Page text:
Live the adventures of Dan Walker's travels through reading his travel journal. The travel journals are listed below in descending order of date. To search the travel journals, use the keyword search at the bottom of the page.
|Wednesday, October 22, 2003 09:32:06|
Central Asia 2003: 13 - Penjikent, Tajikistan, Tashkent Uzbekistan
Tuesday, October 21, 2003
The poorly maintained Hotel Afrosiab Palace in Samarkand had one more surprise for us. A couple from Israel, Marilynn and I got trapped in the elevator between the 4th & 5th floor as we were leaving with our luggage. The Jewish fellow went into a complete panic, leaning on the alarm bell, pounding on the doors and trying to rip them open with his bare hands. His wife was doing a little better, but not much.
I tried the phone in the elevator, but like many things with the hotel it didn't work. The ringing of the alarm was heard throughout the hotel, our travelling companions later reported, but was ignored. Eventually the elevator gave a great lurch and free fell to the fourth floor, where the doors opened. The couple from Israel flung themselves from the elevator like they were shot from a catapult, followed closely by Marilynn who had two suitcases but forgot her purse in her hurry. Being trapped in an elevator did not help her claustrophobia!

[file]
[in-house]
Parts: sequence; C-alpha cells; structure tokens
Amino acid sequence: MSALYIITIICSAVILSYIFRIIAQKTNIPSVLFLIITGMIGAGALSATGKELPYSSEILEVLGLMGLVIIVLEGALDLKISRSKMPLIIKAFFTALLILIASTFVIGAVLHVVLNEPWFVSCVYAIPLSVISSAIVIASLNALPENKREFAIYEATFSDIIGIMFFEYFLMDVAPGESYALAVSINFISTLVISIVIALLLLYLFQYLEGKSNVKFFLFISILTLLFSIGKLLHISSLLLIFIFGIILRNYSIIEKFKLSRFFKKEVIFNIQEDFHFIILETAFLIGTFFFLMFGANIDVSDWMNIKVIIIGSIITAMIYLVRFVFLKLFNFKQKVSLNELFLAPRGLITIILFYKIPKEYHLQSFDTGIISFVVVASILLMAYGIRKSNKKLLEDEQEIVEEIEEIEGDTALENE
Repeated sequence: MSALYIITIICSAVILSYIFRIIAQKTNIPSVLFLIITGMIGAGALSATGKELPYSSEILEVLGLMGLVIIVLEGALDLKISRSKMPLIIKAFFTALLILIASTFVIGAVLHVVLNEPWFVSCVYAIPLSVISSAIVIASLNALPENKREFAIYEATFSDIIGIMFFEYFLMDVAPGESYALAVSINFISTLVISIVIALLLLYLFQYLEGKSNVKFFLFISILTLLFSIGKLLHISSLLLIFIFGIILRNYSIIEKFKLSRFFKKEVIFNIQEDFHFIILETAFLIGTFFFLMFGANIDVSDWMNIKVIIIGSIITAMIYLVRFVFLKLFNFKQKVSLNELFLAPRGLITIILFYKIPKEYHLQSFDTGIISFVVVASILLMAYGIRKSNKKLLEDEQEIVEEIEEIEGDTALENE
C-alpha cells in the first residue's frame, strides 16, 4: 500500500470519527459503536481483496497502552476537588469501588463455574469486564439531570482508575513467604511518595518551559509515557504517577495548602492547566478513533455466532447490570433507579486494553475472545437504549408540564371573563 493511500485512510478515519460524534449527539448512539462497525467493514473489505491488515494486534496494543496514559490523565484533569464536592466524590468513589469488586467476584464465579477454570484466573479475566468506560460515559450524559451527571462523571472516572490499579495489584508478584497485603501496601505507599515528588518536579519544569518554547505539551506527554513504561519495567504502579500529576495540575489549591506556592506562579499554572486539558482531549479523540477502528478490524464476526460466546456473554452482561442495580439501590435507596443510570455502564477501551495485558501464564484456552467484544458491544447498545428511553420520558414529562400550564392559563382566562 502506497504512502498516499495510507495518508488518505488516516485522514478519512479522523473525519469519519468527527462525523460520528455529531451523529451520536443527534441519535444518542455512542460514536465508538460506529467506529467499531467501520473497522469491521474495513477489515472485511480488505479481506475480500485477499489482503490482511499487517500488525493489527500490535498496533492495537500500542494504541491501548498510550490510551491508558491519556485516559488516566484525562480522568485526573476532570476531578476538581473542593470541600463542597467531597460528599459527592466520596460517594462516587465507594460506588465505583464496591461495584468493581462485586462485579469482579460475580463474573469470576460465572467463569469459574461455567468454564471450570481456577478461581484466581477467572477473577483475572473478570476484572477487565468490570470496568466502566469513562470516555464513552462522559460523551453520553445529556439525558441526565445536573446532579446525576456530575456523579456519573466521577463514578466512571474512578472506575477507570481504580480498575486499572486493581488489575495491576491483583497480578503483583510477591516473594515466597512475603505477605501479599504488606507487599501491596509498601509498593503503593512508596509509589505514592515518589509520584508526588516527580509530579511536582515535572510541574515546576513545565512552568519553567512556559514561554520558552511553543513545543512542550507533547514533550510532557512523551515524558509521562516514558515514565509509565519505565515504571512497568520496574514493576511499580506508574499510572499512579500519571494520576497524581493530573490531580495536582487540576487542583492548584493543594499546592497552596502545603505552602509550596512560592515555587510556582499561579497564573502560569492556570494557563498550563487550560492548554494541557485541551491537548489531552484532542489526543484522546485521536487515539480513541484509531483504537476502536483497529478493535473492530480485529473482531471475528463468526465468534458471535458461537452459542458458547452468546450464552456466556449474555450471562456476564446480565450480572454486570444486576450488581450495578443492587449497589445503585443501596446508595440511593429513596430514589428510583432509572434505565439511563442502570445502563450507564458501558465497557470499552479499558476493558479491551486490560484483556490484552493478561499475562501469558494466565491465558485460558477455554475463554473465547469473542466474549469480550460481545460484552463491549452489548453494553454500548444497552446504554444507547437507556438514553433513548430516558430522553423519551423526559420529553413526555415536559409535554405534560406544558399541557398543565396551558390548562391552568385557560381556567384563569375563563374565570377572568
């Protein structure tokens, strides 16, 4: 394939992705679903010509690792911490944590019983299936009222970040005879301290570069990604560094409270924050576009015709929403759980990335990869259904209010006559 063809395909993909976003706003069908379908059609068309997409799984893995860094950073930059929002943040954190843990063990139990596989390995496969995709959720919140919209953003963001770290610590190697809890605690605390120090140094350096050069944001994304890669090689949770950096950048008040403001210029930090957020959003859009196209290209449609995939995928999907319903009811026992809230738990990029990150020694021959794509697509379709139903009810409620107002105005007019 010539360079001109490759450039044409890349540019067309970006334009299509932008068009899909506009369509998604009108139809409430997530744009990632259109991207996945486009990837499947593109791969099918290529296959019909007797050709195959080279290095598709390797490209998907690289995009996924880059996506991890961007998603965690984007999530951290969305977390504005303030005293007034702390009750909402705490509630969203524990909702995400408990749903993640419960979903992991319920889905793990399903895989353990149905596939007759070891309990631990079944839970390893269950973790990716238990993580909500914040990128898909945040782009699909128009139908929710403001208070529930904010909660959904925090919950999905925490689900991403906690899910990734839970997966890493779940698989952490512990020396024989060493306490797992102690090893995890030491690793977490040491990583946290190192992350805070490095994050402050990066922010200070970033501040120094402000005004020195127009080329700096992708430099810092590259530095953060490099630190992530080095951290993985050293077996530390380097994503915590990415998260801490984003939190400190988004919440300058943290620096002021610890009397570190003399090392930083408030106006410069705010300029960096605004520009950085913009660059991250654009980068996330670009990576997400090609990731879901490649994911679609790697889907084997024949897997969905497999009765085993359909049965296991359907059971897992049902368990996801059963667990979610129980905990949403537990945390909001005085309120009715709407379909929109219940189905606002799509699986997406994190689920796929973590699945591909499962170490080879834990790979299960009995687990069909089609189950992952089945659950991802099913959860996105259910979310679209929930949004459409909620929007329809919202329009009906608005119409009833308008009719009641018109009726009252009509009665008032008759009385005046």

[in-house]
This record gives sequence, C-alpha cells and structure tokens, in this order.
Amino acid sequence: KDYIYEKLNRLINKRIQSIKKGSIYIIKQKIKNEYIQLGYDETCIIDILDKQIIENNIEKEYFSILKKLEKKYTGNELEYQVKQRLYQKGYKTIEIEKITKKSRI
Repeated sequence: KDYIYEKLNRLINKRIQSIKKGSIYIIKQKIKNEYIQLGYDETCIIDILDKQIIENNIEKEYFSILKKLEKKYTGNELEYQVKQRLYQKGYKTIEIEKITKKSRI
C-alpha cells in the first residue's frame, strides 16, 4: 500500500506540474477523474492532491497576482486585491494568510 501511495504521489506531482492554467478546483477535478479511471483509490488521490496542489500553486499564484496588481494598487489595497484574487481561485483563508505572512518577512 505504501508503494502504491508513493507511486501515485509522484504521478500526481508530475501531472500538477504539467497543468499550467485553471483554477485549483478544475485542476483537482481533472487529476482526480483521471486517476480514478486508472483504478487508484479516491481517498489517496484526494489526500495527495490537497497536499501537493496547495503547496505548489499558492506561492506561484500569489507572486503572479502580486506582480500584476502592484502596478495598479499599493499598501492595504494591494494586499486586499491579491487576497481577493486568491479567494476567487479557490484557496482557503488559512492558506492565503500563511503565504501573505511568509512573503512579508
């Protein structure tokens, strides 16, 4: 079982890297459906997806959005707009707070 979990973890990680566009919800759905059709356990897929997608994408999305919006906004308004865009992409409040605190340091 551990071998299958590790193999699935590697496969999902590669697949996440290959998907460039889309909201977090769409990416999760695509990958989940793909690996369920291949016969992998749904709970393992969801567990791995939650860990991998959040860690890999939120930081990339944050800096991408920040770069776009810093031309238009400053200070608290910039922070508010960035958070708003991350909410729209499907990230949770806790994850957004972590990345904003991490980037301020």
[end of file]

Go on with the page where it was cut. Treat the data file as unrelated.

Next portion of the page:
I was still in the elevator with the rest of the luggage when the doors closed, so I thought I'd give going down a try. It and I got out at the main floor where our travel companions were wondering what was going on. We waited for some time for Marilynn, and she eventually showed up, out of breath, as she'd had to walk down four floors with two suitcases - the elevator did not return to the fourth floor..
We were finally underway a little after 8:30 in cold, cloudy weather. We reached the Tajikistan Border with no problem, and exited Uzbekistan. Timur, the driver and all our gear stayed with the van on the Uzbekistan side of the border as they had no permits to exit the country. Once clear from Uzbekistan we were met by Kholmahmad, our guide for Tajikistan, and a driver in a large van. Obviously things had been well arranged in advance, as passports were not stamped and we jumped the long line of people waiting to clear customs. The paperwork was minimal.
Our route took us through Penjikent, a city of 40,000, to the architectural site of Sogdiana, a city which ceased to exist after being conquered by the Persians around the 5th century BC. We had been joined by an older English speaking guide and a 20 year old girl who is in her final year at university. She was getting practical experience in guiding, and spoke English quite well. They all hope that the site will be restored when the economic situation improves for the country.